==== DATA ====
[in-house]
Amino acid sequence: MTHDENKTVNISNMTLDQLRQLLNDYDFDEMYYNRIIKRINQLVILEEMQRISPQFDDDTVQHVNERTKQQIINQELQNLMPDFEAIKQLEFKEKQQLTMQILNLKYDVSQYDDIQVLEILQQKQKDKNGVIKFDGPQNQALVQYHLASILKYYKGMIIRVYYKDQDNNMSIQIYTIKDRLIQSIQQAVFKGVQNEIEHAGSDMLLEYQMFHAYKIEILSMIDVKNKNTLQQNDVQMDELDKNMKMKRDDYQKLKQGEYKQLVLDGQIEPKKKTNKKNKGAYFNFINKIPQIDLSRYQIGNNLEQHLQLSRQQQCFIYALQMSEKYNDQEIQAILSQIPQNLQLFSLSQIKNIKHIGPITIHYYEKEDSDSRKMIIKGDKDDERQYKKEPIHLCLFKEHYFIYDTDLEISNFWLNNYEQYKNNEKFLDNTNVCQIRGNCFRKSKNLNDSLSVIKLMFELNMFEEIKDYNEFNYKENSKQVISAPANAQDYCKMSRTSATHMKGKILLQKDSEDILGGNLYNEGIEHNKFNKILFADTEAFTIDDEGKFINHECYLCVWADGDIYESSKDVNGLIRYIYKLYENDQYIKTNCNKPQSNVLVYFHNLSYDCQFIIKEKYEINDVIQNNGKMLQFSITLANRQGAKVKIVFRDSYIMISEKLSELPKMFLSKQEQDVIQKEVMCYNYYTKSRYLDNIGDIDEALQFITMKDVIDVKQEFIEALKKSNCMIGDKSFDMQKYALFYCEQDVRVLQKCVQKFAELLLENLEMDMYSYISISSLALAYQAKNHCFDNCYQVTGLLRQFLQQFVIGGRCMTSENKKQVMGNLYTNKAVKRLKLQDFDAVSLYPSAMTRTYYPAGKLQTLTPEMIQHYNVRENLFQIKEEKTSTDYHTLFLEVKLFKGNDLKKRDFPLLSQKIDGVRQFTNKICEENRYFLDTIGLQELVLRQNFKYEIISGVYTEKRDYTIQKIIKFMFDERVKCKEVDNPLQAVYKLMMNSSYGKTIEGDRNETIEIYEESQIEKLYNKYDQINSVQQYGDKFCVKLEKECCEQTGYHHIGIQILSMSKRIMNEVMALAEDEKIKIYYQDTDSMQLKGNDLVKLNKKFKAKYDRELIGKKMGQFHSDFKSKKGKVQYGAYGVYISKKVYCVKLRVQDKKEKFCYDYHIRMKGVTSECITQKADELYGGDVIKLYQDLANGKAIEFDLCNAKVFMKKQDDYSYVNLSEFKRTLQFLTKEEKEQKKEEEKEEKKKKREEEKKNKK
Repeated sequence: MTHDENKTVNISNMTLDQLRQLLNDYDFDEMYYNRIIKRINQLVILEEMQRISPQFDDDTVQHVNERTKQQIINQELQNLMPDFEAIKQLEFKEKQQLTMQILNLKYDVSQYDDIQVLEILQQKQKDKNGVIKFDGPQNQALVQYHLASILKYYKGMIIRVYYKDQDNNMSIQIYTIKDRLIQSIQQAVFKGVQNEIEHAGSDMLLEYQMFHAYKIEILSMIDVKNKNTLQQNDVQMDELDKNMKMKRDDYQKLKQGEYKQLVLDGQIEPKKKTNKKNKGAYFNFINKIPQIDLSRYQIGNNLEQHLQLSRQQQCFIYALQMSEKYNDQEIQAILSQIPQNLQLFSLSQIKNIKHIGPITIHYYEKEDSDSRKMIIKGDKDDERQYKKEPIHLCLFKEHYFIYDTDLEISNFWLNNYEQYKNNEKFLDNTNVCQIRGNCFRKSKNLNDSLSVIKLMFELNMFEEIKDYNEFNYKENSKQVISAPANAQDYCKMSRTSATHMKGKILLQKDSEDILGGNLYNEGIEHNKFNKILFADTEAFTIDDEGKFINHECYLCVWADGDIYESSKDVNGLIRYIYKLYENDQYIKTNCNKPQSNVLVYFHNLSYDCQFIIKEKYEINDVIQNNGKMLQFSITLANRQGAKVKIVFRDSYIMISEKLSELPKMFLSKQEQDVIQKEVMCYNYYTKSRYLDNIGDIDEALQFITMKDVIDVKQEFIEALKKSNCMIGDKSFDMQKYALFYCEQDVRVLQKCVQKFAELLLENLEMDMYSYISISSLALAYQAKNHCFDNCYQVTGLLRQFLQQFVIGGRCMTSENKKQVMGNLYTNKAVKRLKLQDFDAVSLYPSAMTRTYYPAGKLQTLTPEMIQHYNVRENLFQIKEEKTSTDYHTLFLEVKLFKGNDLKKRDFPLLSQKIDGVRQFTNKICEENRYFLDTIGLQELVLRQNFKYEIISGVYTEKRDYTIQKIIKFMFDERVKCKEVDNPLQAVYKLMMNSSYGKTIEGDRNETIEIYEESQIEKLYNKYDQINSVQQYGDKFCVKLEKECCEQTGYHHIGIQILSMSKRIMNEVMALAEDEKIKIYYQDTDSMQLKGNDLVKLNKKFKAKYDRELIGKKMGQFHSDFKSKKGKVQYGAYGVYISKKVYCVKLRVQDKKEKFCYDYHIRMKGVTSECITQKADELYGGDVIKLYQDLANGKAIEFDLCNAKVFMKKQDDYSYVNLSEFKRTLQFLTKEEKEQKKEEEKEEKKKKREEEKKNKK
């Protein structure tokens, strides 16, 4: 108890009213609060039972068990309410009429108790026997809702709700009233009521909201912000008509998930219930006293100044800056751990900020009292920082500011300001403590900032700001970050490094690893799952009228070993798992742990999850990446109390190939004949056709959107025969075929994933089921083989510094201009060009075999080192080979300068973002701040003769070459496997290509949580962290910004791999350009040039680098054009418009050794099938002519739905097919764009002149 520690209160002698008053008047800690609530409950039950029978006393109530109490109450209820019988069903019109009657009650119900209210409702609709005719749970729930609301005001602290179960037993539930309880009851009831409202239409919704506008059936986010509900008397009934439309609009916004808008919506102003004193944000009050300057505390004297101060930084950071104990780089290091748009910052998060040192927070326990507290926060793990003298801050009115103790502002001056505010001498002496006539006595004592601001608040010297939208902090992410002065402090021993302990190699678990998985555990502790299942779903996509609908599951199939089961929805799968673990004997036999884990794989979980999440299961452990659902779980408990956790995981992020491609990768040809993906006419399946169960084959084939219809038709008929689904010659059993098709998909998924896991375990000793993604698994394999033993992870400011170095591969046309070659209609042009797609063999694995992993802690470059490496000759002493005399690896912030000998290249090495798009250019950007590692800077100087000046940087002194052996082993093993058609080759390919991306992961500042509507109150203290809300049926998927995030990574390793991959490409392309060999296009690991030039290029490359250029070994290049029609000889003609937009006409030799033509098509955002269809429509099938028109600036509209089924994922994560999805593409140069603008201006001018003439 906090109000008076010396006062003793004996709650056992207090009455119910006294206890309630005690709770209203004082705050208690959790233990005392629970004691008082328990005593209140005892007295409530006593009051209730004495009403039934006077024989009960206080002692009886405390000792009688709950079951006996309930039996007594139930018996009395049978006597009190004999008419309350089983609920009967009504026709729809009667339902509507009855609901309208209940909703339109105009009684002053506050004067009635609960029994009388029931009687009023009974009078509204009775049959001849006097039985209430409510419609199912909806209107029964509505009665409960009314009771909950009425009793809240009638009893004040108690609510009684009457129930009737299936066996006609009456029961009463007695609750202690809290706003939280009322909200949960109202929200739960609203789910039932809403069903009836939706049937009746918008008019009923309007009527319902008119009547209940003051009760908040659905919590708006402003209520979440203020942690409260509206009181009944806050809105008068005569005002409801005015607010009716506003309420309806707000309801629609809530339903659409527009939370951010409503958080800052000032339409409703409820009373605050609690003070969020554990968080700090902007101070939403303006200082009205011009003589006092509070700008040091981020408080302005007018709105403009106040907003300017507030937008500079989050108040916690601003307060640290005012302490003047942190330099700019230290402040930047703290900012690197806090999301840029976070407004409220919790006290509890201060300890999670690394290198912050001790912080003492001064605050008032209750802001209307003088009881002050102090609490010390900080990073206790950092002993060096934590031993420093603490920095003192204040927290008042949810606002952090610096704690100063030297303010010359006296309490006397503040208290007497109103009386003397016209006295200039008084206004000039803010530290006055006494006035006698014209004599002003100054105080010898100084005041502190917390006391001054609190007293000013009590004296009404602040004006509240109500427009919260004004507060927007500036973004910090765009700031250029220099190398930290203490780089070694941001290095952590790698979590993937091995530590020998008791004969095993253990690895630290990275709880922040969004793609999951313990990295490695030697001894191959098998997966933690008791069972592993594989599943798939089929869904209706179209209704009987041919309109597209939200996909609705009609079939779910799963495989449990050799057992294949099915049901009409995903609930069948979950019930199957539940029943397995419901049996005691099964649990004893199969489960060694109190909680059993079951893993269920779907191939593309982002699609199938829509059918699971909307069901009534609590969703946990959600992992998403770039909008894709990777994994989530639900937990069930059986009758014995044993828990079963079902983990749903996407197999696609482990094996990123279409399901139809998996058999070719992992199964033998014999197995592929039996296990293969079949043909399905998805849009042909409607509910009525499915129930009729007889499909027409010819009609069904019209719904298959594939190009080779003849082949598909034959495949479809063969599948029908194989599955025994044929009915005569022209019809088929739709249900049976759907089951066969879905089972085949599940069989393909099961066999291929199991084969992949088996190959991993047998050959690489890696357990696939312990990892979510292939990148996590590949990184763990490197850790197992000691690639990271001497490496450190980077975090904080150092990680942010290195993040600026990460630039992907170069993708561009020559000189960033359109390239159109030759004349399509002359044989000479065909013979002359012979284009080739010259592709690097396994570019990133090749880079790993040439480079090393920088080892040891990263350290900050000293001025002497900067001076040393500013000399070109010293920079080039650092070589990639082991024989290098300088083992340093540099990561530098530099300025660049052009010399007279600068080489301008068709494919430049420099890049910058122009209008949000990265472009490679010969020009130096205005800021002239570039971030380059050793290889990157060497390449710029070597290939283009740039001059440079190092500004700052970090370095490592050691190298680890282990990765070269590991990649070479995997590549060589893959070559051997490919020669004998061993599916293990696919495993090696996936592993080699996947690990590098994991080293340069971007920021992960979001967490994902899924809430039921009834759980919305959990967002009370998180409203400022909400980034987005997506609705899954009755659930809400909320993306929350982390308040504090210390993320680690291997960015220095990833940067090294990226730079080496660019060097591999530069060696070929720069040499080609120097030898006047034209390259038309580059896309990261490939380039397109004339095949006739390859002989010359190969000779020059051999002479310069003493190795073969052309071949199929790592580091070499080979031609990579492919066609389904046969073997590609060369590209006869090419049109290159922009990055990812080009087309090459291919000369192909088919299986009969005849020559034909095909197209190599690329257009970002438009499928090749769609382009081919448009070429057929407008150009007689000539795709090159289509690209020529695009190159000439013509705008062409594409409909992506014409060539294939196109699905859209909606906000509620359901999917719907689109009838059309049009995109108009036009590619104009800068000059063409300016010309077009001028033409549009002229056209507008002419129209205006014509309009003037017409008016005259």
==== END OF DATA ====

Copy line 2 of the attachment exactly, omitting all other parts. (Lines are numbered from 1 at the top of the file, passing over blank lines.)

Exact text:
Amino acid sequence: MTHDENKTVNISNMTLDQLRQLLNDYDFDEMYYNRIIKRINQLVILEEMQRISPQFDDDTVQHVNERTKQQIINQELQNLMPDFEAIKQLEFKEKQQLTMQILNLKYDVSQYDDIQVLEILQQKQKDKNGVIKFDGPQNQALVQYHLASILKYYKGMIIRVYYKDQDNNMSIQIYTIKDRLIQSIQQAVFKGVQNEIEHAGSDMLLEYQMFHAYKIEILSMIDVKNKNTLQQNDVQMDELDKNMKMKRDDYQKLKQGEYKQLVLDGQIEPKKKTNKKNKGAYFNFINKIPQIDLSRYQIGNNLEQHLQLSRQQQCFIYALQMSEKYNDQEIQAILSQIPQNLQLFSLSQIKNIKHIGPITIHYYEKEDSDSRKMIIKGDKDDERQYKKEPIHLCLFKEHYFIYDTDLEISNFWLNNYEQYKNNEKFLDNTNVCQIRGNCFRKSKNLNDSLSVIKLMFELNMFEEIKDYNEFNYKENSKQVISAPANAQDYCKMSRTSATHMKGKILLQKDSEDILGGNLYNEGIEHNKFNKILFADTEAFTIDDEGKFINHECYLCVWADGDIYESSKDVNGLIRYIYKLYENDQYIKTNCNKPQSNVLVYFHNLSYDCQFIIKEKYEINDVIQNNGKMLQFSITLANRQGAKVKIVFRDSYIMISEKLSELPKMFLSKQEQDVIQKEVMCYNYYTKSRYLDNIGDIDEALQFITMKDVIDVKQEFIEALKKSNCMIGDKSFDMQKYALFYCEQDVRVLQKCVQKFAELLLENLEMDMYSYISISSLALAYQAKNHCFDNCYQVTGLLRQFLQQFVIGGRCMTSENKKQVMGNLYTNKAVKRLKLQDFDAVSLYPSAMTRTYYPAGKLQTLTPEMIQHYNVRENLFQIKEEKTSTDYHTLFLEVKLFKGNDLKKRDFPLLSQKIDGVRQFTNKICEENRYFLDTIGLQELVLRQNFKYEIISGVYTEKRDYTIQKIIKFMFDERVKCKEVDNPLQAVYKLMMNSSYGKTIEGDRNETIEIYEESQIEKLYNKYDQINSVQQYGDKFCVKLEKECCEQTGYHHIGIQILSMSKRIMNEVMALAEDEKIKIYYQDTDSMQLKGNDLVKLNKKFKAKYDRELIGKKMGQFHSDFKSKKGKVQYGAYGVYISKKVYCVKLRVQDKKEKFCYDYHIRMKGVTSECITQKADELYGGDVIKLYQDLANGKAIEFDLCNAKVFMKKQDDYSYVNLSEFKRTLQFLTKEEKEQKKEEEKEEKKKKREEEKKNKK